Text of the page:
Naw, not me...my protagonists. :) Today, I'm over on Writer Unboxed talking about that fine line that writers need to walk between seriously messed-up and still relatable characters. I know from what I speak, as I've occasionally scribed some real bitches, only to have to rewrite them when enlightened that no one really likes a bitch...most people just like a touch of bitchy with a side of disfunction. That's enough.
Anyhoo, click on through to get my thoughts.
Thursday, May 14, 2009
Tuesday, May 12, 2009
Question of the day: What do agents charge? What advice do you have for someone that wants to write a book & be published?
Legitimate agents don't "charge" anything. If anyone, ANYONE, wants you to pay him or her for reading/submitting/publishing your manuscript, run, run, run as fast as you can in the other direction, and you might consider reporting him to Editors and Predators, as well.
Agents earn their keep by selling your work. Period. So if they make money only when YOU make money, which is critical, because their success is contingent on your success - this is why it behooves them to work for you. Agents usually take about 15% of the sale...so, if your ms sells for 10k, they earn $1500; if your ms sells for 100k, they earn 15k. You get the idea. Anyone who wants to charge you differently (more or less) is a scam artist. (I should note that these percentages might change slightly in the area of foreign rights, film, etc, but this is a general barometer.)
As far as how to get started? WRITE. Full stop. You cannot sell a book without having written it. I've read before that something like 90% of the populations believes that they are capable of writing a book. Ha! Of that 90% how many actually write it? Well, I don't have the specific percentage on that one, but I can assure you that it's a tiny fraction of this percentage. Wanting to write a book and actually doing it are two very, very different things. So get going. Prove to yourself that you're one of the few who CAN do it, not just dream it.
Monday, May 11, 2009
So...I did it! I did indeed finish this baby on Friday. I wrote 20k words in three days, and it all happened so quickly, I actually think I'm in a small state of disbelief about it. I mean, there were points in writing this book that I actually didn't think I could do it, that I either peaked with Time of My Life or that I needed to ditch this one and start over. And so, no one is more surprised than I am (albeit pleasantly surprised) to suddenly have that lightening bolt strike and have everything click into place.
It's funny: I was chatting with some other authors at my reading last week with Laura Dave, and we all agreed on a few things: 1) the more books you write, the easier it gets. (More on that in a minute.) And 2) the more books you write, the more you realize that this is just a job (a great job, but a job nevertheless) and the less exciting it is to hit The End.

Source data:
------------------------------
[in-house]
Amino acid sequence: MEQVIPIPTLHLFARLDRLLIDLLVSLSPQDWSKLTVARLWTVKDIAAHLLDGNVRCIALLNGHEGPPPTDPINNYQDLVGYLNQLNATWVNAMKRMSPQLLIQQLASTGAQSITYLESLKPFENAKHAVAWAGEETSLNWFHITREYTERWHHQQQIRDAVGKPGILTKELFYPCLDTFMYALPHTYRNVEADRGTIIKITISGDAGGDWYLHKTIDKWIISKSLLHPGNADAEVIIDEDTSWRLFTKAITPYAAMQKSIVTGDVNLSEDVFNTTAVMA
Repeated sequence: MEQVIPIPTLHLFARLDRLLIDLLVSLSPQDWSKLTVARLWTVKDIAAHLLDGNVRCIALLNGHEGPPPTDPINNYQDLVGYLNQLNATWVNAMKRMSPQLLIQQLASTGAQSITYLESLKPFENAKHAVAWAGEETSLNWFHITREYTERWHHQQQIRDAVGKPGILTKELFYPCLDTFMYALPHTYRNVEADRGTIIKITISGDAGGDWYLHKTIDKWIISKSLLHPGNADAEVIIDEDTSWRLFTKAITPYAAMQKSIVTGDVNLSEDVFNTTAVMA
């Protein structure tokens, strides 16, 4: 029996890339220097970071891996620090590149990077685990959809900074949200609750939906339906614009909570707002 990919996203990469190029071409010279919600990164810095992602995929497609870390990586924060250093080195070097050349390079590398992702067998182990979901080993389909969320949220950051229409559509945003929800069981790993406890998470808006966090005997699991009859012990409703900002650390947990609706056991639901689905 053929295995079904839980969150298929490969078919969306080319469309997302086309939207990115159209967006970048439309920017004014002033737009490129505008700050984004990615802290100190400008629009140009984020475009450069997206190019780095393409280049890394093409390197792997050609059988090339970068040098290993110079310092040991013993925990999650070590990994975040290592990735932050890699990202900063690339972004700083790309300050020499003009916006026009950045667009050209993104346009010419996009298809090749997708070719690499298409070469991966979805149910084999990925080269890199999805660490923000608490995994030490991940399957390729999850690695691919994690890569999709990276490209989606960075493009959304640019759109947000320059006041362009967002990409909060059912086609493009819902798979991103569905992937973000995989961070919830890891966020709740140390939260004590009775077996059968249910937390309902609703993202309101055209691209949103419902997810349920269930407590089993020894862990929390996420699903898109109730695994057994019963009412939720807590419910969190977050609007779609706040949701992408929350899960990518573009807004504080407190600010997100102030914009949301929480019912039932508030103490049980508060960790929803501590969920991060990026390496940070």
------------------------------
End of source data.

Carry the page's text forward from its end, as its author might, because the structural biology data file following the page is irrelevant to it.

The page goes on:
What I felt when finishing this one was...relief. :) Well, that's not true. I reread the last 20k, and actually, if I do say so myself, I love, love, love, love it. BUT, when I finished my first one, I was nervous about selling it/AMAZED that I'd written a book, and when I finished my second one, I was THRILLED to discover that I wasn't a one-hit wonder, and this time, I just thought, "Well, thank the sweet lord, because I'm under contract and if I hadn't finished it or if I'd really tanked it, my career would take a real nosedive." Ha. Not exactly what you'd expect.
I shouldn't minimize it too much, to be fair. I am genuinely thrilled at not only what I've produced, but at the fact that I produced it both well and at all, but yes, there is a very different feeling now than four years ago with my first one. This is what I do now. I write books. After this one, I will write another one. It's a wonderful, wonderful job, but it's my job now. There are expectations, contracts, and a need to prove myself each time I publish. I love it. I'm not complaining. Don't even think for a second that I'm complaining, but the feeling between my first book and now is so, so different. I don't know - maybe the same as that honeymoon stage in a marriage and what real life marriage actually is? Is this making sense to anyone? :)
The good news is, as I alluded to above, that every book, in some ways, is easier. This one was harder for a lot of reasons - pressure, expectations, plot complications, a difficult protagonist - but know that I know HOW to write a book, well, that part makes it a hell of a lot easier. I know when to crank up the tension; I know when to throw in more conflict; I know when to dial back characters and how to pace various plot lines.
I don't know - I hope this post isn't too rambling! I guess what I'm trying to say is THANK GOD I AM DONE!! But now I have to write another one... LOL.
Any other authors out there understand what I mean?